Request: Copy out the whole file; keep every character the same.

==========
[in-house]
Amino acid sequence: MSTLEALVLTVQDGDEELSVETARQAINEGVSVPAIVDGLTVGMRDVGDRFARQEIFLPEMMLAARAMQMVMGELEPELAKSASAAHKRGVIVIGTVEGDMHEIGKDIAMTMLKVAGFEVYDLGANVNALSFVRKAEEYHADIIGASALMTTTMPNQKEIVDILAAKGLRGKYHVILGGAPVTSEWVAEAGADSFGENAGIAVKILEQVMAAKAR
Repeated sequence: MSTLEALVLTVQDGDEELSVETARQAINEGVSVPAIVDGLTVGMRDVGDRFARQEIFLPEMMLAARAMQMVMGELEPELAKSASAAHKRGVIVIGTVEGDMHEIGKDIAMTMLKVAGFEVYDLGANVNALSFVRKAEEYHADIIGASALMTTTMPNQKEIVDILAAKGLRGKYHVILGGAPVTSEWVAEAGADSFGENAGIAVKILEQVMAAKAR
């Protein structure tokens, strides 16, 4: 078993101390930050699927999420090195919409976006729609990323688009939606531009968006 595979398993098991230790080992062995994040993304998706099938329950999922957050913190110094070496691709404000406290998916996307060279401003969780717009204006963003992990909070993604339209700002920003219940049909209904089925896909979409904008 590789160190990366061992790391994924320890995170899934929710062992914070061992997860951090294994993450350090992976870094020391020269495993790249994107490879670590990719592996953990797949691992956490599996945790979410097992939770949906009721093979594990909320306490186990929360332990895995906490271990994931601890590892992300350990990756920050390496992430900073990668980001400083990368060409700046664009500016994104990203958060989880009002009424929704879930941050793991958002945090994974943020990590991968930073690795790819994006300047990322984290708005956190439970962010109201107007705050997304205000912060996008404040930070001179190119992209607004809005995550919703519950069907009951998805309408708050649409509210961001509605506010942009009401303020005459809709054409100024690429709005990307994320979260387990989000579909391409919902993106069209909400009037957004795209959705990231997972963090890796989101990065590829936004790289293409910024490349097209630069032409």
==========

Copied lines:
[in-house]
Amino acid sequence: MSTLEALVLTVQDGDEELSVETARQAINEGVSVPAIVDGLTVGMRDVGDRFARQEIFLPEMMLAARAMQMVMGELEPELAKSASAAHKRGVIVIGTVEGDMHEIGKDIAMTMLKVAGFEVYDLGANVNALSFVRKAEEYHADIIGASALMTTTMPNQKEIVDILAAKGLRGKYHVILGGAPVTSEWVAEAGADSFGENAGIAVKILEQVMAAKAR
Repeated sequence: MSTLEALVLTVQDGDEELSVETARQAINEGVSVPAIVDGLTVGMRDVGDRFARQEIFLPEMMLAARAMQMVMGELEPELAKSASAAHKRGVIVIGTVEGDMHEIGKDIAMTMLKVAGFEVYDLGANVNALSFVRKAEEYHADIIGASALMTTTMPNQKEIVDILAAKGLRGKYHVILGGAPVTSEWVAEAGADSFGENAGIAVKILEQVMAAKAR
């Protein structure tokens, strides 16, 4: 078993101390930050699927999420090195919409976006729609990323688009939606531009968006 595979398993098991230790080992062995994040993304998706099938329950999922957050913190110094070496691709404000406290998916996307060279401003969780717009204006963003992990909070993604339209700002920003219940049909209904089925896909979409904008 590789160190990366061992790391994924320890995170899934929710062992914070061992997860951090294994993450350090992976870094020391020269495993790249994107490879670590990719592996953990797949691992956490599996945790979410097992939770949906009721093979594990909320306490186990929360332990895995906490271990994931601890590892992300350990990756920050390496992430900073990668980001400083990368060409700046664009500016994104990203958060989880009002009424929704879930941050793991958002945090994974943020990590991968930073690795790819994006300047990322984290708005956190439970962010109201107007705050997304205000912060996008404040930070001179190119992209607004809005995550919703519950069907009951998805309408708050649409509210961001509605506010942009009401303020005459809709054409100024690429709005990307994320979260387990989000579909391409919902993106069209909400009037957004795209959705990231997972963090890796989101990065590829936004790289293409910024490349097209630069032409």